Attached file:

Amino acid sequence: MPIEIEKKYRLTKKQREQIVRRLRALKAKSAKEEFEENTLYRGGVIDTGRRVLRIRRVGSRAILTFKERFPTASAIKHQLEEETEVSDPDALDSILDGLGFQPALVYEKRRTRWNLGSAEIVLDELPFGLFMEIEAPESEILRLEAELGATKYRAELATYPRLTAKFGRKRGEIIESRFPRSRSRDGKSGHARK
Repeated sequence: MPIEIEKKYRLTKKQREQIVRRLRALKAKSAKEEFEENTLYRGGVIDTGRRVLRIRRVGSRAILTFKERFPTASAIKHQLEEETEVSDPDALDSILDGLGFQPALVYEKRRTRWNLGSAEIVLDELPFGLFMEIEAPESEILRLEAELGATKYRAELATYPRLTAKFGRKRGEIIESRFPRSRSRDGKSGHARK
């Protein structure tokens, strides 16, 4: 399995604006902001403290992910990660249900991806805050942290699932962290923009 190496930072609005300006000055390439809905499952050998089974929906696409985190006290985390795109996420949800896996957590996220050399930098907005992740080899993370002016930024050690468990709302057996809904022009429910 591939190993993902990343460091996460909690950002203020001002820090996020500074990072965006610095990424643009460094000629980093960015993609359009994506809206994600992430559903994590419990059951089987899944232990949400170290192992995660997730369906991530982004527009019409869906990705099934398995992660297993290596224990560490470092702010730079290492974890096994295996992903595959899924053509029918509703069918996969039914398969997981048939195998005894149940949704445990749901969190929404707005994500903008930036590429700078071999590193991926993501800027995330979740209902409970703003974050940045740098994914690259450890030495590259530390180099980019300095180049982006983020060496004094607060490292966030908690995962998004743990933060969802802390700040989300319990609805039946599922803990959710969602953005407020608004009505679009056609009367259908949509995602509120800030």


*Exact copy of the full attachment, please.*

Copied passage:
Amino acid sequence: MPIEIEKKYRLTKKQREQIVRRLRALKAKSAKEEFEENTLYRGGVIDTGRRVLRIRRVGSRAILTFKERFPTASAIKHQLEEETEVSDPDALDSILDGLGFQPALVYEKRRTRWNLGSAEIVLDELPFGLFMEIEAPESEILRLEAELGATKYRAELATYPRLTAKFGRKRGEIIESRFPRSRSRDGKSGHARK
Repeated sequence: MPIEIEKKYRLTKKQREQIVRRLRALKAKSAKEEFEENTLYRGGVIDTGRRVLRIRRVGSRAILTFKERFPTASAIKHQLEEETEVSDPDALDSILDGLGFQPALVYEKRRTRWNLGSAEIVLDELPFGLFMEIEAPESEILRLEAELGATKYRAELATYPRLTAKFGRKRGEIIESRFPRSRSRDGKSGHARK
């Protein structure tokens, strides 16, 4: 399995604006902001403290992910990660249900991806805050942290699932962290923009 190496930072609005300006000055390439809905499952050998089974929906696409985190006290985390795109996420949800896996957590996220050399930098907005992740080899993370002016930024050690468990709302057996809904022009429910 591939190993993902990343460091996460909690950002203020001002820090996020500074990072965006610095990424643009460094000629980093960015993609359009994506809206994600992430559903994590419990059951089987899944232990949400170290192992995660997730369906991530982004527009019409869906990705099934398995992660297993290596224990560490470092702010730079290492974890096994295996992903595959899924053509029918509703069918996969039914398969997981048939195998005894149940949704445990749901969190929404707005994500903008930036590429700078071999590193991926993501800027995330979740209902409970703003974050940045740098994914690259450890030495590259530390180099980019300095180049982006983020060496004094607060490292966030908690995962998004743990933060969802802390700040989300319990609805039946599922803990959710969602953005407020608004009505679009056609009367259908949509995602509120800030």